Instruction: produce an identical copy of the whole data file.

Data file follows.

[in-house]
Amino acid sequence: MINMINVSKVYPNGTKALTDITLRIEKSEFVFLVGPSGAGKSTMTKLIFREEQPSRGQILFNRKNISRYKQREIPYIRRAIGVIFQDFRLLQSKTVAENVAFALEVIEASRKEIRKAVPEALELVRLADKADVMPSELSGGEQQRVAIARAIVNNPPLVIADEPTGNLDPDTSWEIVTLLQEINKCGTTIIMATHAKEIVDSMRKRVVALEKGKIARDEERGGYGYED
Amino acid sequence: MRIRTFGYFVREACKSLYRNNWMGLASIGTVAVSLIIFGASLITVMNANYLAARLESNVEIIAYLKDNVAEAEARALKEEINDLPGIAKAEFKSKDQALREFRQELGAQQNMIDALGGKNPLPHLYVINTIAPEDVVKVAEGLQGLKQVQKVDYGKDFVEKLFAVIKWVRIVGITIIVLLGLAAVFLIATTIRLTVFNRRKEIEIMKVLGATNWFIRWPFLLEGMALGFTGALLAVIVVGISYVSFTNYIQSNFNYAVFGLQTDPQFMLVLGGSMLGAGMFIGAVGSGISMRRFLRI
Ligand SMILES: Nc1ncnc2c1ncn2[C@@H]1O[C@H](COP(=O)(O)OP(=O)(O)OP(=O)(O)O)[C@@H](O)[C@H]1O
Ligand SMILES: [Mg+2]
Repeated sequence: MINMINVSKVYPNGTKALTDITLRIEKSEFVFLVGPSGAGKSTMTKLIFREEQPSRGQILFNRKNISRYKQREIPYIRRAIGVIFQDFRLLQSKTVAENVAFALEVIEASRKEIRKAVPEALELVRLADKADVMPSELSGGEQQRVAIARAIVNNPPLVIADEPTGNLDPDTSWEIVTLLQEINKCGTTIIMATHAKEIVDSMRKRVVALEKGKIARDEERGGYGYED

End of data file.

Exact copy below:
[in-house]
Amino acid sequence: MINMINVSKVYPNGTKALTDITLRIEKSEFVFLVGPSGAGKSTMTKLIFREEQPSRGQILFNRKNISRYKQREIPYIRRAIGVIFQDFRLLQSKTVAENVAFALEVIEASRKEIRKAVPEALELVRLADKADVMPSELSGGEQQRVAIARAIVNNPPLVIADEPTGNLDPDTSWEIVTLLQEINKCGTTIIMATHAKEIVDSMRKRVVALEKGKIARDEERGGYGYED
Amino acid sequence: MRIRTFGYFVREACKSLYRNNWMGLASIGTVAVSLIIFGASLITVMNANYLAARLESNVEIIAYLKDNVAEAEARALKEEINDLPGIAKAEFKSKDQALREFRQELGAQQNMIDALGGKNPLPHLYVINTIAPEDVVKVAEGLQGLKQVQKVDYGKDFVEKLFAVIKWVRIVGITIIVLLGLAAVFLIATTIRLTVFNRRKEIEIMKVLGATNWFIRWPFLLEGMALGFTGALLAVIVVGISYVSFTNYIQSNFNYAVFGLQTDPQFMLVLGGSMLGAGMFIGAVGSGISMRRFLRI
Ligand SMILES: Nc1ncnc2c1ncn2[C@@H]1O[C@H](COP(=O)(O)OP(=O)(O)OP(=O)(O)O)[C@@H](O)[C@H]1O
Ligand SMILES: [Mg+2]
Repeated sequence: MINMINVSKVYPNGTKALTDITLRIEKSEFVFLVGPSGAGKSTMTKLIFREEQPSRGQILFNRKNISRYKQREIPYIRRAIGVIFQDFRLLQSKTVAENVAFALEVIEASRKEIRKAVPEALELVRLADKADVMPSELSGGEQQRVAIARAIVNNPPLVIADEPTGNLDPDTSWEIVTLLQEINKCGTTIIMATHAKEIVDSMRKRVVALEKGKIARDEERGGYGYED